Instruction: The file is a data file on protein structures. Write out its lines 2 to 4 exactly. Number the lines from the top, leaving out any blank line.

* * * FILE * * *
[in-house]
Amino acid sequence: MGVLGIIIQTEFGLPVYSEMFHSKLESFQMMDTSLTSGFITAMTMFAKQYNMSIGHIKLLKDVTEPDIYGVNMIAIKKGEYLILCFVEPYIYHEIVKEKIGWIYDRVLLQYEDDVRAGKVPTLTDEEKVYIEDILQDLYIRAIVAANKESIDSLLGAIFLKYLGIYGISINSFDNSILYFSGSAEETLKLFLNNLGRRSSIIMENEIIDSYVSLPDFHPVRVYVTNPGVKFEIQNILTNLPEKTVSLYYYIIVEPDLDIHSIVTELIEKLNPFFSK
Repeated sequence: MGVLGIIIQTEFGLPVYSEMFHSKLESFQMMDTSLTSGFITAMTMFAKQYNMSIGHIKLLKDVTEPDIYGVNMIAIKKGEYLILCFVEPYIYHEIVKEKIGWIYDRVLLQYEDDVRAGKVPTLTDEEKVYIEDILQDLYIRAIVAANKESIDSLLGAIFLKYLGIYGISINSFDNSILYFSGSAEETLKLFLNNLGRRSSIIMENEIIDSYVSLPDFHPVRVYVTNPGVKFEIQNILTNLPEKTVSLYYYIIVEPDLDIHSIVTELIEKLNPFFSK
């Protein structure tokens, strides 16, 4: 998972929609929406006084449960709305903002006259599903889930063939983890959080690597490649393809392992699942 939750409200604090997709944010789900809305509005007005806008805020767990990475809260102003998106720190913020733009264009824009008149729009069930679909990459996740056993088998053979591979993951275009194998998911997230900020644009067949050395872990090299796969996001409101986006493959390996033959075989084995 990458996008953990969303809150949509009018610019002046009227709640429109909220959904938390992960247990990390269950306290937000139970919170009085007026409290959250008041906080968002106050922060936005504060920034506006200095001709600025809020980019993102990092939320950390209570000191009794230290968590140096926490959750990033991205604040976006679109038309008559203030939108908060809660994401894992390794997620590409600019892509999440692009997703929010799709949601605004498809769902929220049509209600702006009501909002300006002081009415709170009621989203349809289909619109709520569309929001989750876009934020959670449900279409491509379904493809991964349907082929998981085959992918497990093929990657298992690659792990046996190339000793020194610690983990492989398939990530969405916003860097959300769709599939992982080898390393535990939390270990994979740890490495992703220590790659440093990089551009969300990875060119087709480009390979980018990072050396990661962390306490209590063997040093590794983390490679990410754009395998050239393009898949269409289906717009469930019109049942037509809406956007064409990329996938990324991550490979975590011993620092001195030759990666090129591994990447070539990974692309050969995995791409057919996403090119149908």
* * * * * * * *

Amino acid sequence: MGVLGIIIQTEFGLPVYSEMFHSKLESFQMMDTSLTSGFITAMTMFAKQYNMSIGHIKLLKDVTEPDIYGVNMIAIKKGEYLILCFVEPYIYHEIVKEKIGWIYDRVLLQYEDDVRAGKVPTLTDEEKVYIEDILQDLYIRAIVAANKESIDSLLGAIFLKYLGIYGISINSFDNSILYFSGSAEETLKLFLNNLGRRSSIIMENEIIDSYVSLPDFHPVRVYVTNPGVKFEIQNILTNLPEKTVSLYYYIIVEPDLDIHSIVTELIEKLNPFFSK
Repeated sequence: MGVLGIIIQTEFGLPVYSEMFHSKLESFQMMDTSLTSGFITAMTMFAKQYNMSIGHIKLLKDVTEPDIYGVNMIAIKKGEYLILCFVEPYIYHEIVKEKIGWIYDRVLLQYEDDVRAGKVPTLTDEEKVYIEDILQDLYIRAIVAANKESIDSLLGAIFLKYLGIYGISINSFDNSILYFSGSAEETLKLFLNNLGRRSSIIMENEIIDSYVSLPDFHPVRVYVTNPGVKFEIQNILTNLPEKTVSLYYYIIVEPDLDIHSIVTELIEKLNPFFSK
């Protein structure tokens, strides 16, 4: 998972929609929406006084449960709305903002006259599903889930063939983890959080690597490649393809392992699942 939750409200604090997709944010789900809305509005007005806008805020767990990475809260102003998106720190913020733009264009824009008149729009069930679909990459996740056993088998053979591979993951275009194998998911997230900020644009067949050395872990090299796969996001409101986006493959390996033959075989084995 990458996008953990969303809150949509009018610019002046009227709640429109909220959904938390992960247990990390269950306290937000139970919170009085007026409290959250008041906080968002106050922060936005504060920034506006200095001709600025809020980019993102990092939320950390209570000191009794230290968590140096926490959750990033991205604040976006679109038309008559203030939108908060809660994401894992390794997620590409600019892509999440692009997703929010799709949601605004498809769902929220049509209600702006009501909002300006002081009415709170009621989203349809289909619109709520569309929001989750876009934020959670449900279409491509379904493809991964349907082929998981085959992918497990093929990657298992690659792990046996190339000793020194610690983990492989398939990530969405916003860097959300769709599939992982080898390393535990939390270990994979740890490495992703220590790659440093990089551009969300990875060119087709480009390979980018990072050396990661962390306490209590063997040093590794983390490679990410754009395998050239393009898949269409289906717009469930019109049942037509809406956007064409990329996938990324991550490979975590011993620092001195030759990666090129591994990447070539990974692309050969995995791409057919996403090119149908």